CHALLENGES IN THE TEACHING OF ANALYTICAL CHEMISTRY FOR THE FUTURE DEVELOPMENT OF A SUSTAINABLE CHEMISTRY
In recent years human activity has gone through a series of transformations, that enabled us to have a higher quality of life, many of them achieved through Chemistry. However, their negative impact on the planet cannot be overlooked. In the face of this situation, Green Chemistry arose as a new philosophy in the early 90s; its fundamental objective is the design of products, as well as the development and implementation of processes, that reduce or eliminate the use and generations of hazardous substances. This proposition implies the application of innovative solutions that improve process efficiency and that must be applied to the complete cycle that surrounds any chemical product, including design, control, manufacturing, and even its use and disposal.
All of the above implies a challenge, in which the Analytical Chemistry’s body of knowledge and applications have a big role to play. Therefore, this discipline’s instruction must be oriented towards providing its future professionals with certain skills and knowledge, which would allow them to develop chemical processes that fit accordingly to the principles of Sustainable Chemistry.
Traditionally, Analytical Chemistry’s teaching methods are oriented towards the field of chemical and instrumental analysis; the experimental part, on the other hand, is limited to a specific type of work which follows pre-established techniques, as well as the use of relatively sophisticated instrumentation. Nevertheless, this discipline’s domain is much larger, and can significantly contribute on the design and development of chemical processes, following an escalation on an industrial level. In order to achieve this, the study of chemical equilibriums that may occur simultaneously is essentially in the search of an optimization, which allows selective reactions with less reactants and a lower waste production.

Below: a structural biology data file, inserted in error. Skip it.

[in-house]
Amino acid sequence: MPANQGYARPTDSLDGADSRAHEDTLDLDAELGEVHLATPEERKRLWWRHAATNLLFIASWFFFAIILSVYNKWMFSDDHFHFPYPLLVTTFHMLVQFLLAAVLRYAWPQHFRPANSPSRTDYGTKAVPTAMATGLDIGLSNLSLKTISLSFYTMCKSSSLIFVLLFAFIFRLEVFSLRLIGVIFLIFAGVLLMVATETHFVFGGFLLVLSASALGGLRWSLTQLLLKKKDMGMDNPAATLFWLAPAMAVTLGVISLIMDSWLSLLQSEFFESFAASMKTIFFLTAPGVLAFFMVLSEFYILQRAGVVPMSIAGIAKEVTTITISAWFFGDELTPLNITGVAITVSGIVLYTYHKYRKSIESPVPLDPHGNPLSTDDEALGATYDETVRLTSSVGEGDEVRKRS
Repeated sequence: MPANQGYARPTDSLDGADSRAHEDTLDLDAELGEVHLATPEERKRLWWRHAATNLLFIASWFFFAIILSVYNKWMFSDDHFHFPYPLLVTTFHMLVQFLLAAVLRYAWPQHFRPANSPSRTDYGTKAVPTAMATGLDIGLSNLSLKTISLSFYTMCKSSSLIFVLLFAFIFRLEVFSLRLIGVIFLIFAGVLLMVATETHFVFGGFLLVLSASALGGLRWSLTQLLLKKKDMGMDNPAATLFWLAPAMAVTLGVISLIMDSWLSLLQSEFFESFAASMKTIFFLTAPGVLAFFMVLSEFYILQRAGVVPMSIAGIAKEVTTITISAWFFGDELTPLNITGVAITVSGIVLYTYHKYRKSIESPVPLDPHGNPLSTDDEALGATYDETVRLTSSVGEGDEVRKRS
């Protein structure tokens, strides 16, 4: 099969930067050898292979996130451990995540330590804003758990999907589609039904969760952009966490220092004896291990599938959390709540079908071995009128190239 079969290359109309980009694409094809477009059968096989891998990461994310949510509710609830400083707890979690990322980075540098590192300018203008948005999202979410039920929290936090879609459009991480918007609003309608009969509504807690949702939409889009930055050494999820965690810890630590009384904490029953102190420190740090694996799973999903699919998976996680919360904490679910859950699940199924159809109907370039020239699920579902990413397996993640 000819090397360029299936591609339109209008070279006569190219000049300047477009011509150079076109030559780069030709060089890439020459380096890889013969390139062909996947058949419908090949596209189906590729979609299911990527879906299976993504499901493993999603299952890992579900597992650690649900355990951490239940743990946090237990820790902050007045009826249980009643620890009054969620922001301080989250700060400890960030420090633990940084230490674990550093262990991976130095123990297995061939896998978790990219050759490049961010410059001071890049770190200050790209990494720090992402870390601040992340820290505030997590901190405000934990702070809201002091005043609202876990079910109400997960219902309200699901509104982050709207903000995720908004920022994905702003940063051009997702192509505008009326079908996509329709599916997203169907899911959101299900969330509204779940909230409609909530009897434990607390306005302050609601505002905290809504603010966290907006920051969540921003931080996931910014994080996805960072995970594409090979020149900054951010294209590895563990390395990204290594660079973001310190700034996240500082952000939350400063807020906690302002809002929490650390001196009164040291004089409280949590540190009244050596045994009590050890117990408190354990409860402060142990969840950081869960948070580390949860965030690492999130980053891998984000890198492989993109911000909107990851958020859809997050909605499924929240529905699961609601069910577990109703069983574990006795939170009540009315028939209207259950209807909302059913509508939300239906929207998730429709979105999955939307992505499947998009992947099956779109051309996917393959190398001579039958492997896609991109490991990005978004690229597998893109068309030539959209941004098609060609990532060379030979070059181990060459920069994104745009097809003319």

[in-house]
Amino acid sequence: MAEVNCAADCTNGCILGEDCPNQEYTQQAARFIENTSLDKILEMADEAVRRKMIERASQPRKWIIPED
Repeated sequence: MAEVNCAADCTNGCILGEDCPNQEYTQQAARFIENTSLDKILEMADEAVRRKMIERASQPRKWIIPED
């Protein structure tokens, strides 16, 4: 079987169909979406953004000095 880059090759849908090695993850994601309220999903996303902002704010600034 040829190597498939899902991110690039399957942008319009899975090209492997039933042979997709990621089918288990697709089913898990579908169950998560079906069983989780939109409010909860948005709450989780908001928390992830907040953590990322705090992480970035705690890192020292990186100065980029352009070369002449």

The logical sequence in Analytical Chemistry’s teaching methods follows an acknowledgement of the fact that chemical reactivity implies electron transference and dissolved reactants, either in pure solutions, or in mixtures at any temperature.
On the other hand, the study of acid base equilibriums and complex compounds is fundamental for its contribution to selectivity. Other heterogeneous equilibriums (such as extraction and ionic exchange) are also of great utility in the field of chemical separation processes. It also has to be stated that analytical instrumentation does not only allow the obtention of a product’s qualitative and quantitative data, or the monitoring of a process on real time. It also contributes important information for the processes’ design according to a sustainable chemistry. There are innumerable examples that can be quoted in this relation: electrosynthesis applications, selective electrodeposition, separations and studies regarding mechanisms and reaction rates.
The objective of this proposal is for the future chemistry professionals to receive a formal education that embodies theoretical knowledge, as well as the possibility of design and realization of practical and autonomous experiences that respond to specific needs and available material; and, above all, this type of education must provide viable answers to the requirements of Sustainable Chemistry.